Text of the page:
If you think that a diet rich in raw fruit and veg is the healthiest option, think again. Lots of vegetables need cooking to release their nutrients.
A healthy diet needs to include a stack of fruit and veg. Increasingly, experts are recommending we try to eat 30 plants a week to maintain good gut health, while paper after paper confirms the crucial role that vegetables play in overall life expectancy (a 2019 study found that one in 12 cardiovascular deaths could be attributed to not eating enough vegetables).
Clearly, eating plants in any form is better than none at all. But if you’re after the most nutrients for your buck, then you might be interested to learn that some veg is more nutritious after it’s been baked, steamed or stir-fried. That’s often the opposite of the messages that get knocked around on social media, with certain influencers claiming that the only path to better health is to go raw.
For years, I thought that cooking veg destroys most of the nutrients. In fact, I went entirely raw vegan a few years ago in a bid to “optimise” my diet, and during lockdown, I tried to stick to the “raw before 4” principle (where you only eat uncooked food before 4pm – yes, I know it makes little sense). Spoiler alert: eating exclusively raw veg during the UK winter is about as miserable as it is misguided.
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Some fruit and veg, no doubt, is better for you as nature intended. And anyone who’s had to suffer the vegetal sludge that some pubs and elderly relatives serve up as a ‘healthy’ side dish may be tempted to stick with the raw stuff. But some plants are better for us when they’ve been lightly cooked. Here are just a few.
Tomatoes are richer in antioxidants when cooked for 30 minutes
If you prefer your tomatoes in a pasta sauce or pizza passata, you’ve got the right idea. Those little cherry tomatoes may be great for snacking, but it’s only by cooking tomatoes that you can increase the amount of lycopene (an antioxidant associated with a lower risk of heart disease and cancer) present. 30 minutes of cooking can lead to a 50% increase in lycopene content.
In fact, even tomato ketchup is richer in lycopene than fresh tomatoes; it typically contains between 9.9 and 13.44mg of the antioxidant per 100g, compared to uncooked tomatoes which have up to 7.44mg per 100g. That’s not to say that you should switch your fresh toms for a squirt of tomato sauce on your chips, but it does go to show just how potent they can become when heat is applied.
It’s also worth flagging that heating tomatoes can reduce their vitamin C content – so it’s probably worth eating a mix of raw and cooked tomatoes if you’re susceptible to colds.
Boil carrots whole for more vitamin A
Roast dinner and wintry soups aside, most of us probably eat carrots raw. But heating them up increases their beta-carotene content – a nutrient necessary for good vision and decent immunity. In fact, cooking them in their skins more than doubles their antioxidant power, says Laura Brown, senior lecturer in nutrition, food and health sciences at Teesside University.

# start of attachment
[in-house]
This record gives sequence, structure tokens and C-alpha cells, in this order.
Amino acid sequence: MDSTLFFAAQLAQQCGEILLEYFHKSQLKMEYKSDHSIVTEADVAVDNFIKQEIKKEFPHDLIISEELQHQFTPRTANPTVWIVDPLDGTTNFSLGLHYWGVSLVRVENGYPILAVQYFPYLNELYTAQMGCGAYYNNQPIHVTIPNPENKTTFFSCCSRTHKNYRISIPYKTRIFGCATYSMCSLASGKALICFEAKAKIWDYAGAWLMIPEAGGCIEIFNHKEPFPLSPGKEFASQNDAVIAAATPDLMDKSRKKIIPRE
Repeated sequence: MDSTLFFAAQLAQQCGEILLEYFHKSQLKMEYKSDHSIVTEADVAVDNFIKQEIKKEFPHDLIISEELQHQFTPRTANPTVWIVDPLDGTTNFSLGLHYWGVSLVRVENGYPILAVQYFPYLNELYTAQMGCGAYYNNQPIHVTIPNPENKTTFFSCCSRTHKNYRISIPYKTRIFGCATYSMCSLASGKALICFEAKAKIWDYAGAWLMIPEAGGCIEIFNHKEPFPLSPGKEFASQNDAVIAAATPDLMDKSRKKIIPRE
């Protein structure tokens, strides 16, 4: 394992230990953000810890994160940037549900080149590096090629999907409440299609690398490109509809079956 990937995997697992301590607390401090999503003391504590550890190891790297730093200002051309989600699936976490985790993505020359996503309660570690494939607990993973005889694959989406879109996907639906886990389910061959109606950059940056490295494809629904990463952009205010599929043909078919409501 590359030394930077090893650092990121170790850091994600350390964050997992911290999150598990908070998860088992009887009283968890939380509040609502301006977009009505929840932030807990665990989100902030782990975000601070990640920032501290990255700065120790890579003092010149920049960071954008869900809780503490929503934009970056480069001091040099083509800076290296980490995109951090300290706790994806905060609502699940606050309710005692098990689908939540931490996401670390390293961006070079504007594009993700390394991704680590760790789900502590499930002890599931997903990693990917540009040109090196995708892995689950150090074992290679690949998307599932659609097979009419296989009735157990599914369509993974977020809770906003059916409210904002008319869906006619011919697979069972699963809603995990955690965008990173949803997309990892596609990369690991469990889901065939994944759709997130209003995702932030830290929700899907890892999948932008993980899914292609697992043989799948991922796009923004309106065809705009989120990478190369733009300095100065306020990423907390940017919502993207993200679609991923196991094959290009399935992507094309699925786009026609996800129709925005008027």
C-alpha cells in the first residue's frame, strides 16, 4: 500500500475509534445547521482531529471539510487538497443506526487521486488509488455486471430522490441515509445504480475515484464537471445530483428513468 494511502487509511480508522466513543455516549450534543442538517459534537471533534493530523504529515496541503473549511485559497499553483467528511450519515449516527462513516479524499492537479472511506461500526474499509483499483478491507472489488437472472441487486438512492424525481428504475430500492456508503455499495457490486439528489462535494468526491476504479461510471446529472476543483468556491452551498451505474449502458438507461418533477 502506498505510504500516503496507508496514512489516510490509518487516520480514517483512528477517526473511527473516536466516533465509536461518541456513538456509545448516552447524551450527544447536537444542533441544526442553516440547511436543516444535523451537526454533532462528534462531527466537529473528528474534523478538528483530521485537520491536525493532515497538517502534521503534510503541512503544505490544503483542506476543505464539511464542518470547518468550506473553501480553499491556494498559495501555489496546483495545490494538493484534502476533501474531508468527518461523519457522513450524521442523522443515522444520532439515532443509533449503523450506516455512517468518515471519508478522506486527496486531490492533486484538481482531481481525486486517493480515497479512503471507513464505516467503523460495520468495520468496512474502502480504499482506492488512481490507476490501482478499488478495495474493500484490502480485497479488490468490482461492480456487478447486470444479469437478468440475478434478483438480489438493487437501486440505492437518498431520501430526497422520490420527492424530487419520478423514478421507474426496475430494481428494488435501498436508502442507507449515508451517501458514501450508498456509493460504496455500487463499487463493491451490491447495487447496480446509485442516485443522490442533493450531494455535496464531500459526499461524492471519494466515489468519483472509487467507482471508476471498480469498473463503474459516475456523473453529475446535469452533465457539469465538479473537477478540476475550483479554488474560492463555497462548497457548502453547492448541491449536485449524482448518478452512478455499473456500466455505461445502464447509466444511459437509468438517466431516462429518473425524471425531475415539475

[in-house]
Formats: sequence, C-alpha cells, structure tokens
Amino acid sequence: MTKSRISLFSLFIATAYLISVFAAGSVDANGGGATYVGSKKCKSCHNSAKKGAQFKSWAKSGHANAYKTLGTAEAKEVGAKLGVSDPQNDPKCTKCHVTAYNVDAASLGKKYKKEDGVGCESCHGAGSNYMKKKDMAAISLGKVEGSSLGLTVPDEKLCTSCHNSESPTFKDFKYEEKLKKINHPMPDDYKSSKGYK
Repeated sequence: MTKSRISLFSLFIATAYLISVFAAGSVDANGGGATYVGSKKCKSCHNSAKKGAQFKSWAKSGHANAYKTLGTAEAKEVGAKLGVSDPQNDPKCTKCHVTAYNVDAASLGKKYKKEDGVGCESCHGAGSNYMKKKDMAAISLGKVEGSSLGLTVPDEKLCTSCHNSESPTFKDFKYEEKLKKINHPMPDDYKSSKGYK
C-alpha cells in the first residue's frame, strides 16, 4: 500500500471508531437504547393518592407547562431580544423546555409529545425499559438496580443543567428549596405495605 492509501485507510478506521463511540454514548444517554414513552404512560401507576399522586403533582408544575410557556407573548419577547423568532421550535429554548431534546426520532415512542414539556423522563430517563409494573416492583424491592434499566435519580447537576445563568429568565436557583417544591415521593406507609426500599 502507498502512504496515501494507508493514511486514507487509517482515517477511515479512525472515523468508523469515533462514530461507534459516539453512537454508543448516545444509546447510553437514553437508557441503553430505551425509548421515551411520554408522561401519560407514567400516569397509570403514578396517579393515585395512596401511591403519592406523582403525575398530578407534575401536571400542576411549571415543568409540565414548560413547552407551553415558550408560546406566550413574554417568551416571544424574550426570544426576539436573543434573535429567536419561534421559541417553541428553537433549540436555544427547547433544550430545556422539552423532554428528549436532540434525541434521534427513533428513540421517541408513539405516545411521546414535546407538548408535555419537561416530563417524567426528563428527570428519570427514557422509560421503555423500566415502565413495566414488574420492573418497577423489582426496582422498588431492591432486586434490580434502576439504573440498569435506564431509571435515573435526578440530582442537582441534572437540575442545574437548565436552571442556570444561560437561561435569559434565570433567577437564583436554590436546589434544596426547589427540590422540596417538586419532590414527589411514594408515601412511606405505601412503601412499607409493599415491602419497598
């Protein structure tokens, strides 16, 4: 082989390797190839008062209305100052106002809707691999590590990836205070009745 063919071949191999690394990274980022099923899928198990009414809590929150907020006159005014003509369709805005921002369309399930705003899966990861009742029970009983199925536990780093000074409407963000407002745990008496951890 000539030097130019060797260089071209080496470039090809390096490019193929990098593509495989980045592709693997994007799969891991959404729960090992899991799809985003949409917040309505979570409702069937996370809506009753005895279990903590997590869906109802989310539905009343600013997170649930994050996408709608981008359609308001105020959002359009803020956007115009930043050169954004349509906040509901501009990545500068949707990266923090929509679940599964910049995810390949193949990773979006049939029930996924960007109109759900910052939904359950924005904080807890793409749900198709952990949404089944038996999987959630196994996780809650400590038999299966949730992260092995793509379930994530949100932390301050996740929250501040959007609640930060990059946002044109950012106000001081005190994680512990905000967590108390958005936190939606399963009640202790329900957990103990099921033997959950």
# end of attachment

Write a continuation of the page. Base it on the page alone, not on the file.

Writing for The Conversation, she says that you’re best off cooking them whole before slicing to avoid nutrients escaping into the cooking water. Brown also warns against frying carrots, which can reduce their carotenoid contents.
Steaming spinach increases the amount of calcium
Buy a bag of spinach to eat raw and it’ll see you through umpteen meals; cook it, however, and a bag will make about a teaspoon of green sludge. Cooking spinach not only maintains its levels of vitamin B9, but it also makes the calcium more bioavailable to us –important if you’re dairy-free.
However, if it’s antioxidants you’re looking for, having your spinach chopped and raw may be your best option. According to a 2019 study published in the journal Food Chemistry, raw baby spinach is richer in the antioxidant lutein than cooked. In fact, scientists found that lutein levels dropped by 40% after just four minutes of boiling, and by 50% after four minutes of steaming. Researchers concluded that a really good way of consuming spinach was to liquidise it, ie adding a handful of the raw stuff to smoothies.
Roast peppers for better immunity
Another salad staple, you actually get the most of your red pepper when you cook it up so that the immune-boosting antioxidants are easier absorbed. As with tomatoes, you’re better off roasting or stir-frying rather than boiling or steaming, as vitamin C gets lost when cooked in water. So, think about adding peppers to your stir-fries and fajitas or making a good old veg tray bake.
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Steam kale to make it more bioavailable
Who doesn’t love a gently massaged kale salad? While there’s nothing wrong with dousing a handful in olive oil and lemon juice and having it raw, it’s actually healthiest when lightly steamed. That’s because, Brown explains, it contains high levels of goitrogens (a kind of enzyme), which can interfere with iodine absorption – something you need for the production of thyroid hormones. While you’d probably need to eat a lot of raw kale to experience any negative side effects, we do know that cooking the stuff deactivates those enzymes. So if you have thyroid issues, you’re better off cooking your kale.
You want to be careful with how you cook kale, however. Cook for too long or in too much water and you’ll risk losing nutrients, so steam for a very short period of time, or throw into your stir-fries at the last minute.
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